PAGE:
HomeAuthor Archives: The ARL Editors (page 3)

Author Archives: The ARL Editors

Federal Government Has the Power to Dismantle the Long-Gun Registry and Destroy the Data

Last week, a 5-4 majority of the Supreme Court of Canada held that the federal government is constitutionally permitted to destroy the data it obtained from the former long-gun registry. Quebec (Attorney General) v. Canada (Attorney General) is a classic federalism case that deals with Parliament’s power to regulate criminal law under section 91(27) of the Constitution Act, 1867. In ...

Read More »

John A. Macdonald’s 200th Birthday

John A. Macdonald, who was born on January 11, 1815, was far more than Canada’s first Prime Minister. He was one of the principal architects of Confederation.  The peace, security and prosperity that Canada continues to enjoy with each passing generation would not have been possible without the hard work and vision of Sir John A. and others in crafting a stable ...

Read More »

Federal Court Rules Obama’s Executive Action on Immigration is Unconstitutional

A District Court judge in Pennsylvania held that President Obama’s recent Executive Action on Immigration exceeds his executive authority and usurps the authority of Congress. The court cited President Obama’s previous speeches in which he stated that such Executive Action would violate the  separation of powers and the rule of law. On March 28, 2011, for example, Obama declared that “America is ...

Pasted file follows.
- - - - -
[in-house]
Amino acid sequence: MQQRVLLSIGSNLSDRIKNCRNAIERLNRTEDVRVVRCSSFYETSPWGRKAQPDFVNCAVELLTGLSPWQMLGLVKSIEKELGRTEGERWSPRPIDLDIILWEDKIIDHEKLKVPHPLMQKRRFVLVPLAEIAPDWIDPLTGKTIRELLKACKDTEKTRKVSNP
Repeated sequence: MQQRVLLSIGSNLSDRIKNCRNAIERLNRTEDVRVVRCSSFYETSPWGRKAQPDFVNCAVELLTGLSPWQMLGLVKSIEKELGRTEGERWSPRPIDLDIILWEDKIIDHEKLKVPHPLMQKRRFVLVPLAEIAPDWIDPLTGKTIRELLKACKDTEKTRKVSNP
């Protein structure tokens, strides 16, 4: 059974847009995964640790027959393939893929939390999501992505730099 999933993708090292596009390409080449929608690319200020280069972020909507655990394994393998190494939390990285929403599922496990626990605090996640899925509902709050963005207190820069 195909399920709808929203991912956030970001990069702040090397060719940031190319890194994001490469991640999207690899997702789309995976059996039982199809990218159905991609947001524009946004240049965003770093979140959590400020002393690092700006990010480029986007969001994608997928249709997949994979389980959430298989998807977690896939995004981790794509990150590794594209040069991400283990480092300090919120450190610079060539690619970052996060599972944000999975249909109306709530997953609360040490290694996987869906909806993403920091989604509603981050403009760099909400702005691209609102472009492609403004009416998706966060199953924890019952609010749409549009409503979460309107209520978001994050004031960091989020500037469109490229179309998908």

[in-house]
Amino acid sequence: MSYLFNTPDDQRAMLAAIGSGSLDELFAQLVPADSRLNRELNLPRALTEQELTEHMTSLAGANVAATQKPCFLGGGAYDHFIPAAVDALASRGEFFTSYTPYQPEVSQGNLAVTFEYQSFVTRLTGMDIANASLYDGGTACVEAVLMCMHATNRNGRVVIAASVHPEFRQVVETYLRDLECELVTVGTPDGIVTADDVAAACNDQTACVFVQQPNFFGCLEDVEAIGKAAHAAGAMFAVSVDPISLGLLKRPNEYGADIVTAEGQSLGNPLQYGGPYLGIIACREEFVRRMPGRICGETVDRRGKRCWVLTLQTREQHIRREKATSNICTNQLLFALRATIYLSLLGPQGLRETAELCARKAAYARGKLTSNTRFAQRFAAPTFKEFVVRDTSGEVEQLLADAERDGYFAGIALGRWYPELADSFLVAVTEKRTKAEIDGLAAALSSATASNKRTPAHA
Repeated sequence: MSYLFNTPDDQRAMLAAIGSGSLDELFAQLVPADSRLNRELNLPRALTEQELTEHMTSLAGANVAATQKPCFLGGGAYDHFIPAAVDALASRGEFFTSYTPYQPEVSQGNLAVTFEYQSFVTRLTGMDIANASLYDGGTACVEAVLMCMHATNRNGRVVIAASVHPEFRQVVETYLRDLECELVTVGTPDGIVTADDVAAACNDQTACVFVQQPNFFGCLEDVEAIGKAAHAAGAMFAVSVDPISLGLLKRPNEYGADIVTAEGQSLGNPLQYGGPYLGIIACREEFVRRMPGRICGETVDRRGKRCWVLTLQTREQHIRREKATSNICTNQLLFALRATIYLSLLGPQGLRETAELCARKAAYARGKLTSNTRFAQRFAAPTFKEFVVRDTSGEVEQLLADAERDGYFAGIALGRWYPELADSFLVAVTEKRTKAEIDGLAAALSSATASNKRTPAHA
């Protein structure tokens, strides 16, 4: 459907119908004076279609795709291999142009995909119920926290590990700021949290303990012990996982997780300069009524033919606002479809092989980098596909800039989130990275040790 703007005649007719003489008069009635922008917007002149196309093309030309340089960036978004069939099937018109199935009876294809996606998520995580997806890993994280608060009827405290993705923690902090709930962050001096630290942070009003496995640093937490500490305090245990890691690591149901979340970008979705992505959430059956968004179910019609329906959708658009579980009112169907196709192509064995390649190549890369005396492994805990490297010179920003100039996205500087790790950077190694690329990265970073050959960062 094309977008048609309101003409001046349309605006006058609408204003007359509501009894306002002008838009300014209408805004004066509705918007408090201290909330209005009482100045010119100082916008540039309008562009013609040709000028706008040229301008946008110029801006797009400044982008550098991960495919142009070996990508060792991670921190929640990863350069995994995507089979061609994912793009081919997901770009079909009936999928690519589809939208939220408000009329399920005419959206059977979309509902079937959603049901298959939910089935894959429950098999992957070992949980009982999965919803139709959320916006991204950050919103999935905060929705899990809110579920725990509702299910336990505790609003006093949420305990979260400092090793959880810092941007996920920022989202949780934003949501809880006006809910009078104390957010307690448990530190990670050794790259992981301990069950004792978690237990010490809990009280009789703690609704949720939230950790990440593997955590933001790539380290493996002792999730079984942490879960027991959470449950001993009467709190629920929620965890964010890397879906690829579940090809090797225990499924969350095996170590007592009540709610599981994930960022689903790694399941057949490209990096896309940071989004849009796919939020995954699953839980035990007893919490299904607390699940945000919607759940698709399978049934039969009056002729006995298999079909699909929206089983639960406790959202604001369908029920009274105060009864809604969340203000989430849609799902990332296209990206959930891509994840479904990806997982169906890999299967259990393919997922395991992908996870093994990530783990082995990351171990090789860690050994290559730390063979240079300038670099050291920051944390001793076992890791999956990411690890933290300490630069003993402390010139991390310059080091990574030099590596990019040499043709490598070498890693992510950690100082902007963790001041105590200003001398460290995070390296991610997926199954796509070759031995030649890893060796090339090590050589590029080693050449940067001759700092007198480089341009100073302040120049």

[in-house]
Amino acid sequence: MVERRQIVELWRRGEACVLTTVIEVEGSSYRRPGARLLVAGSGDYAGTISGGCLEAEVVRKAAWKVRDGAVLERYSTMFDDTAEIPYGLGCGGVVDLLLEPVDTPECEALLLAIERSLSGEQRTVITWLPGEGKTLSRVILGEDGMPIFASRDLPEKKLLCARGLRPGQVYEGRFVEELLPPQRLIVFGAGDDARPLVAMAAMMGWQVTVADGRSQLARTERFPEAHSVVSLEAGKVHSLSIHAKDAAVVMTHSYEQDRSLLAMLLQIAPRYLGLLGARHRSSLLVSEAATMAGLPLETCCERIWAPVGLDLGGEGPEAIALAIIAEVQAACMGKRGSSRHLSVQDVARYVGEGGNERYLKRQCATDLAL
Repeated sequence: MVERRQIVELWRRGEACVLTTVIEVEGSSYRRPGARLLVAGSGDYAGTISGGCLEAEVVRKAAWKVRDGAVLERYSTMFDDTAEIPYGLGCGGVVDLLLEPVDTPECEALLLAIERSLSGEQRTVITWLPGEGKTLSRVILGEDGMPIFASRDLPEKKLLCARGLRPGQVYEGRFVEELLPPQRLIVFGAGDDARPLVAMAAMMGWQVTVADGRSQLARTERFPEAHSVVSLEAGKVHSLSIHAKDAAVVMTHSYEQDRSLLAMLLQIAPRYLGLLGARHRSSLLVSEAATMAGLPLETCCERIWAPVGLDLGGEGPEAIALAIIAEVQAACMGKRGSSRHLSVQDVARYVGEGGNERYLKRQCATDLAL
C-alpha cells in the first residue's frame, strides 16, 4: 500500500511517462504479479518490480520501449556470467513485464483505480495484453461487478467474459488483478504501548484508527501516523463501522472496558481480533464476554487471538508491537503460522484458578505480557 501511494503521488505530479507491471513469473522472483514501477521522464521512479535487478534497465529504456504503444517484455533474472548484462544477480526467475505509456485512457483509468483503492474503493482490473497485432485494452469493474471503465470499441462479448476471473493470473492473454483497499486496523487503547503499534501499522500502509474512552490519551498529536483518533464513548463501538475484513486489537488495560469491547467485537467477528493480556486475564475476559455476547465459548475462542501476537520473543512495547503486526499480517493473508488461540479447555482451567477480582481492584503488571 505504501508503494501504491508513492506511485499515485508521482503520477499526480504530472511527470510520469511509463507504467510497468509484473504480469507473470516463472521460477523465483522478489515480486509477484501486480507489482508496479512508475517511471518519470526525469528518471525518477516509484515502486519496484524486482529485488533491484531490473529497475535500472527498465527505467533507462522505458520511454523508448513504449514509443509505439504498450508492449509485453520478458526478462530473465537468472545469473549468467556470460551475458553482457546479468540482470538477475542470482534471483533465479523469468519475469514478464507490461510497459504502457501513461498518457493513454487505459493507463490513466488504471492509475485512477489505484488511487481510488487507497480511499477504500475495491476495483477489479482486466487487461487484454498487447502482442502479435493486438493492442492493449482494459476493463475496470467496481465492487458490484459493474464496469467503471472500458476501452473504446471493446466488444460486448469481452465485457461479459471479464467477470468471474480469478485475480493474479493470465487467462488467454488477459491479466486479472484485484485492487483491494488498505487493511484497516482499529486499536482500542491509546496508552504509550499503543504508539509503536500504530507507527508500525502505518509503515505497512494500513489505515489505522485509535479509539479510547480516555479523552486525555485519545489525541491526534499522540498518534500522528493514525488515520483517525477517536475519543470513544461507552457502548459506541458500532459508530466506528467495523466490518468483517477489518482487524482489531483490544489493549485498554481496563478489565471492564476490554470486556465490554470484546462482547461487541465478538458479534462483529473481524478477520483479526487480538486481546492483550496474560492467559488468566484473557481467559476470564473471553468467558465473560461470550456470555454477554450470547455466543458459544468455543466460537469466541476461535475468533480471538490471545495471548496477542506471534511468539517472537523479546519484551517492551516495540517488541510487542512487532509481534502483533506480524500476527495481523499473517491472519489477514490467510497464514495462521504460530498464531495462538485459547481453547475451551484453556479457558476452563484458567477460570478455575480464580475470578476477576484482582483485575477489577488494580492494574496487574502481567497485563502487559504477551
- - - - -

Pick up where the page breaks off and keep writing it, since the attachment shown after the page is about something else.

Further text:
Read More »

Why Federalism Still Matters

Old Supreme Court

The recent Supreme Court decision in Bank of Montreal v. Marcotte, 2014 SCC 55, is a helpful clarification of the applicability of consumer protection legislation and, more generally, the current principles regulating the separation of federal and provincial powers in Canada. At issue in Marcotte were charges imposed on credit card customers for purchases in foreign currency. Such purchases are ...

Read More »

Do Hard Cases Make “Inherently Bad Laws?” Carter v. Canada and the Right to Physician-Assisted Death

The Supreme Court of Canada has granted leave to appeal in a British Columbia decision involving the right to physician-assisted suicide and euthanasia. In Carter v Canada (Attorney General), a terminally ill British Columbia resident sought to declare the provisions of the Criminal Code which prohibit physician-assisted dying. The concepts of “physician-assisted suicide” and “euthanasia” are not identical. Physician-assisted suicide ...

Read More »

Common Sense for Contracts but not for Statutes

The Supreme Court of Canada has reaffirmed an integral principle of contract law: the interpretation of contracts should be based on the text of the agreement, not the subjective intentions of the parties. Sattva Capital Corp. v. Creston Moly Corp.1 involved the interpretation of a finder’s fee agreement in a mining property acquisition, and specifically what date ought to determine ...

Read More »